As I’ve introduced before and teased in my last blog post, I’ve been attending an intensive 10-week program at Mary Free Bed Rehabiliation Hospital in Grand Rapids, MI. To learn more about the basics of the program, read here.
The program incorporates nursing, medical, physical therapy, pain psychology, and occupational therapy. I’m about 2 weeks in now and have seen all members of my care team. I’m definitely excited, a little overwhelmed, but I’m trying to stay optimistic and do everything that is asked of me. I know it will only make me feel better and keep me healthier in the long run.
Since this is the first time I’ve talked in detail (other than introducing the program), I’ll go through my experience and take aways thus far.
Nursing: This part is usually just a triage. Talk about any changes, any medication updates, and taking vitals. So far so good there.
Medical: So far I’ve seen this as a touch base with the physician. Are my medications working okay? Should we have a goal to get off of any? Do I need refills? What are my goals of this program. It’s been preliminary so far, but I anticipate having more specific conversations as we move forward.
Pain Psychology: I’ve enjoyed this portion of the program. I’ve been going to therapy for years now, and I’m conscious of the fact that I’m a talker and it’s how I work through things sometimes. This is slightly different because the goal is to create this healthy relationship with my pain, as well as use techniques and exercises to bring awareness into my mind and body. So far, we’ve chatted about my goals, and things to focus on in my life for managing stress and work, etc. We’ve also practiced and worked on mindfulness and breathing exercises. These are challenging for me because I’m a stressed and anxious person usually. But I’m working on it. The biggest immediate benefit I’ve seen is that during the exercises the ball of anxiety in my chest and stomach seems to loosen some. So I’m excited to see more options and progress with this moving forward.
Physical Therapy: To me, this is one of the most important parts of the program given that I have 6 different chronic diseases, not just Fibromyalgia by itself. At the evaluation, I wasn’t necessarily surprised per se, but a little caught off guard about my range of motion and flexibility. As most of you know, my main disease is Ankylosing Spondylitis, an autoimmune arthritis of the spine. At some point in my life, my entire spine will fuse. That’s literally what Ankylosing means. Obviously that’s not ideal, but it’s inevitable. What I can control is how it fuses. If I can build up muscle and correct my posture enough to stay straight up and not slouch, then my spine will fuse that way. If my spine fuses and it’s in a slouched or poor posture position, there’s a far greater chance of complications like pneumonia or heart issues. This occurs because the rib cage doesn’t have enough space and there is decreased lung function. So clearly, the goal is to fuse straight and strong. Right now we’re taking baby steps. Arching backwards about an inch or two for 10 sets to try and loosen how stiff my spine is, while not going too far because that could trigger more inflammation. Also pelvic tilts will help with abdominal muscles and lumbar flexibility. Another exercise is walking 15 minutes, 3x per week. The end goal is 30 minutes of exercise, 5x a week. To start, we did a test on aerobic ability and capacity. My resting heart rate is kind of high (could be because of anxiety and stress), so we wondered how well I would be able to get my heart rate safely higher. But it went okay. Long story short, my age should be at about 155 BPM. For me to hit that, I just have to walk 2.8 MPH. I know it doesn’t seem like much, but it will make a world of a difference. And it’s really not about quantity; I’m not a gym rat or a bodybuilder. It’s about quality. This will help all 6 of my diseases actually. But we have to go slow. My body is finicky and sensitive, basically.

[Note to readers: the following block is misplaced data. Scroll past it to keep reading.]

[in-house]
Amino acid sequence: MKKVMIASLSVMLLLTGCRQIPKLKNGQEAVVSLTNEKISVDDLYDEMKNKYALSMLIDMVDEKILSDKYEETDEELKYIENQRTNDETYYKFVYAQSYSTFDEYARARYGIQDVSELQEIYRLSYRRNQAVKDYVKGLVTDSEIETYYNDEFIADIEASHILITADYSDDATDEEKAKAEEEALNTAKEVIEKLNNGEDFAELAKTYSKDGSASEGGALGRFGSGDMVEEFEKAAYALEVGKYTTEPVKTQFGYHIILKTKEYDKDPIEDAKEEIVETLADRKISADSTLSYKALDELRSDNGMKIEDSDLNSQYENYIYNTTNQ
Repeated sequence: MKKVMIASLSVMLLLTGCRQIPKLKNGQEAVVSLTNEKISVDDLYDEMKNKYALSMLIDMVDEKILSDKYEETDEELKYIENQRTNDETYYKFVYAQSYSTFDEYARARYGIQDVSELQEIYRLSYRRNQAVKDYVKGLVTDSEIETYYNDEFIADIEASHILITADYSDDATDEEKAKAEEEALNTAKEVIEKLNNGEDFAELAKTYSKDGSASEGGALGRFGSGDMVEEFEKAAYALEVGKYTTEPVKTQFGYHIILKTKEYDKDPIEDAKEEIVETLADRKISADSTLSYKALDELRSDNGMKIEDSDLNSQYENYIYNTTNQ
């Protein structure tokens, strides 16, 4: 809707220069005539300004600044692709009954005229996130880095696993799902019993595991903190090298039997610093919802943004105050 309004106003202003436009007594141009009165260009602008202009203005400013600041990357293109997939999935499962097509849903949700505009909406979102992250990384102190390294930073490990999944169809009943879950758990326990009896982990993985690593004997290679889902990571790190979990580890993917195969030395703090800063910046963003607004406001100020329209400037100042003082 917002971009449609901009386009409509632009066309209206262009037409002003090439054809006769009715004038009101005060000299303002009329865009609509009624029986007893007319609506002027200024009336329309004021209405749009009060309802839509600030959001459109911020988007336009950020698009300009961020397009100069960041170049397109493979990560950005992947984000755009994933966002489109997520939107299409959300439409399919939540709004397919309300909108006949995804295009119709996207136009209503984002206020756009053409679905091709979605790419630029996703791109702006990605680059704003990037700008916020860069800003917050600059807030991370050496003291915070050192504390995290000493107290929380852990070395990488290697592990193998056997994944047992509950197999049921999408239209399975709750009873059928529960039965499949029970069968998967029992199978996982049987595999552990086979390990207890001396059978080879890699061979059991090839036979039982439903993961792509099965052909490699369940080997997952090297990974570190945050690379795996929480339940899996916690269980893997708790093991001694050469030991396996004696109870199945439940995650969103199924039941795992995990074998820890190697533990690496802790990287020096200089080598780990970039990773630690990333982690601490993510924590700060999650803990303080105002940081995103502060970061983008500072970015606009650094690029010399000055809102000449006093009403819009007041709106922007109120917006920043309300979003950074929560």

Occupational Therapy: Last, but certainly not least, I’ve gone through a couple sessions with the OT. This is extremely important for me because of the nature of my job. I’m sitting for almost my entire day and work in front of a computer or on my phone. This can wreak havoc on all of us, but especially on my spine and pain levels. Because my spine is slightly collapsed in the lumbar portion, and I have a tendency to sit and slouch, it can be very painful for me to sit for a long time. Or to sit at all. Anyway, we’ve worked on how to adjust my chair, put something under my feet, put something under my wrists, use support at my lower back, adjust my monitors, and more. I think this is going to make an enormous difference. Just testing it out during my appointment was crazy. I immediately felt so much better and pain free sitting there. I’m excited to do the adjustments to my office this week.
That’s about all I’ve experienced this far, as I’m still at the very beginning. But I’m so proud to live in a city that has incredible medical facilities. This program is amazing and I hope that other rheumatologists are referring their patients to the program for better pain relief and, ultimately, a better quality of life.
Sometimes it feels as though any options I have are just the lesser of two evils. That may be the case, but I feel like I have to accept that in order to make real progress. I’m a work in progress, as are all of us as humans. My health has very regularly been one step forward and two steps back. But I just have to focus on that one. Quality over quantity.
Stay tuned for a Periscope live stream this week. I want to know your questions! What do you want to ask me, or your doctors? Sound off in the comments!
As always, I so appreciate all of you. I try to remain 100% transparent for YOU! We have to raise awareness, so I’ll be as blunt or loud or open as I need to be to make our community known and to help others.